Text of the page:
“Gotham” was first used to refer to New York City by Washington Irving in his 1807 satirical periodical Salmagundi. He drew this name from the “Merrie Tales of the Mad Men of Gotham,” a 1460 collection of stories about an English town whose inhabitants pretended to be idiots.
As you probably know, Irving was also the author of the short stories “The Legend of Sleepy Hollow” and “Rip Van Winkle.” Salmagundi, also known as The Whim-whams and Opinions of Launcelot Langstaff, Esq. & Others, was a satirical periodical that Irving published with his brother and a friend between 1807 and 1808. It was a bit like an early 19th-century Mad magazine that focused on New York City culture and politics. †
They used the name Gotham to compare New Yorkers to the inhabitants of a real town by the same name in Nottinghamshire, England. According to the aforementioned collection of legendary tales, the people of Gotham once feigned idiocy in order to prevent King John from establishing a hunting lodge that he would reach by traveling through the town on a regular basis. At that time, any road on which the king traveled was made a public highway—but the people of Gotham were not interested in having a public highway through their town, so when the king’s messengers visited, the townspeople engaged in foolish activities such as:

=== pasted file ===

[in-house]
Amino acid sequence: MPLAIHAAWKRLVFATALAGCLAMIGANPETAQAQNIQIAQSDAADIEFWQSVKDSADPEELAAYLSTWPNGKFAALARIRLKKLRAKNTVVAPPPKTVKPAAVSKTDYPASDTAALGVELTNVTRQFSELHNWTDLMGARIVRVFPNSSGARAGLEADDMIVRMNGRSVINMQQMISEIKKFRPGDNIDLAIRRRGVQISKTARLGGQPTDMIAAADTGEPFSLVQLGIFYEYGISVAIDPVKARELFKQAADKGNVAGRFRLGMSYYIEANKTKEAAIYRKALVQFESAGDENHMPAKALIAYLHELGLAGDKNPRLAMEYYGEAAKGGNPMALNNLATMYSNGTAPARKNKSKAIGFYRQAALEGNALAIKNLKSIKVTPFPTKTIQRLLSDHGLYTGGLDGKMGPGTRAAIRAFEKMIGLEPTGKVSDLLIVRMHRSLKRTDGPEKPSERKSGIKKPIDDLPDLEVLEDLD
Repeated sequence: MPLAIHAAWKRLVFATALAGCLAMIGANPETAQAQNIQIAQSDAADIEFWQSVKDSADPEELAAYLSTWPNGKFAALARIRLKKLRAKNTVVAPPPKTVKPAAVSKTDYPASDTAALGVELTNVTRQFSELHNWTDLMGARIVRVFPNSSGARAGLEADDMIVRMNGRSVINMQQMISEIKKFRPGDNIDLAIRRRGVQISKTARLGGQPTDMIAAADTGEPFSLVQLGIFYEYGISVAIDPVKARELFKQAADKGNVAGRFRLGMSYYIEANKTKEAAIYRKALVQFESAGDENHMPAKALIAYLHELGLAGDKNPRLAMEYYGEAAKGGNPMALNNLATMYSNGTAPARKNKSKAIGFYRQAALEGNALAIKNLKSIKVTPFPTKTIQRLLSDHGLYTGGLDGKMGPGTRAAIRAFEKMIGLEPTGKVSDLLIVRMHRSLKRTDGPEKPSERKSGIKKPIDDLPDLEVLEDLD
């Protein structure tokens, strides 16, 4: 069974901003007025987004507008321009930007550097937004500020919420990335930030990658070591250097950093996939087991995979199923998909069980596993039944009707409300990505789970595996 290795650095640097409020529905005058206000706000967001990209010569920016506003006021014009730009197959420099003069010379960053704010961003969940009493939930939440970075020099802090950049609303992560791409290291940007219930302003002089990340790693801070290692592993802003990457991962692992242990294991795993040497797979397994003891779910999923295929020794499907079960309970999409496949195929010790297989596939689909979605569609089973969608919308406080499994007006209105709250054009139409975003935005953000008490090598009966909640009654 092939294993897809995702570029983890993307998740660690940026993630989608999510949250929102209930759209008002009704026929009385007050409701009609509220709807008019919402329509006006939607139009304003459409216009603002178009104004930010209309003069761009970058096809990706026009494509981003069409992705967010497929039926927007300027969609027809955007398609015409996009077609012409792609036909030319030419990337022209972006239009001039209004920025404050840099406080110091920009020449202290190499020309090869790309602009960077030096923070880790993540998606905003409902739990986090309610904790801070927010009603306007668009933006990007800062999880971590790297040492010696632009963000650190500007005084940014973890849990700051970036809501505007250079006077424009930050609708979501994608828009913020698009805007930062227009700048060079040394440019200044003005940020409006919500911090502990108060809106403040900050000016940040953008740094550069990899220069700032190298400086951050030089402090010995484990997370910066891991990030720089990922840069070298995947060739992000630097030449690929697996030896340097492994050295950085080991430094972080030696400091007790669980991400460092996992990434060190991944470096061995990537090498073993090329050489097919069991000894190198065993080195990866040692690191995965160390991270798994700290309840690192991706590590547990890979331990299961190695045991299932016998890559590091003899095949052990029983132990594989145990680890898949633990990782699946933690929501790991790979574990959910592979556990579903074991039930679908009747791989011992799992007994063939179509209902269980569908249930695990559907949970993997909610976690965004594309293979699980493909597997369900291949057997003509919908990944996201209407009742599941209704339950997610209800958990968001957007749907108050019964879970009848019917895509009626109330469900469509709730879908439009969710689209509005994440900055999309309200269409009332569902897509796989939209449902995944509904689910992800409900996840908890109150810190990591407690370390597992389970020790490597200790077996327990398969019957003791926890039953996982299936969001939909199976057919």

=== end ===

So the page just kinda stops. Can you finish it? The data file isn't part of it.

- trying to drown an eel in a pool of water
- rolling cheeses down a hill in the hopes that they would find their way to the market for sale
- building a fence around a cuckoo’s nest so it would stay put. ††
And thereby they convinced King John to find a different location for his hunting lodge so that he wouldn’t have to regularly travel through a town filled with imbeciles.
The specific stories above appear in Thomas Blount’s Tenures of Land, 1874—full text here. But the legend of the fools and/or wise men of Gotham appeared in stories and jokes as early as the 15th century. You can read all of the “Merrie Tales” of Gotham drawn from from a 1565 printing of the collection here.
There is also a nursery rhyme in Mother Goose’s Melody (1765) that mentions them:
Three wise men of Gotham,
They went to sea in a bowl,
And if the bowl had been stronger
My song would have been longer.
(You can read the full text of that here, but some of the text is a little janky.)
Of course, we all know Gotham as the home of Batman, which also happens to be brimming with “mad men” and “wise fools” and the like. The NYC-esque city of comic, film and TV fame was named after the town in Nottinghamshire by Bill Finger, who co-created the character Batman with Bob Kane. A few Batman comics even mention the existence of the English town of Gotham, including Batman: Legends of the Dark Knight #206 and a story called “Cityscape” in Batman Chronicles #6.
† Related tidbit: Salmagundi refers to a 17th-century English salad dish and likely comes from the French word salmagondis, meaning a hodgepodge or mix of widely disparate things.
†† You can actually visit the supposed location of this cuckoo-fencing venture in Gotham, Nottinghamshire—but is actually a Neolithic burial mound, which is arguably even cooler.
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[…] Washington Irving who is largely responsible for the use of “salmagundi” as a more general assortment or mishmash of things: His humorous periodical Salmagundi was incredibly influential and quite popular in New York and New England in its day, and even introduced the word “Gotham” as a nickname for New York City. […]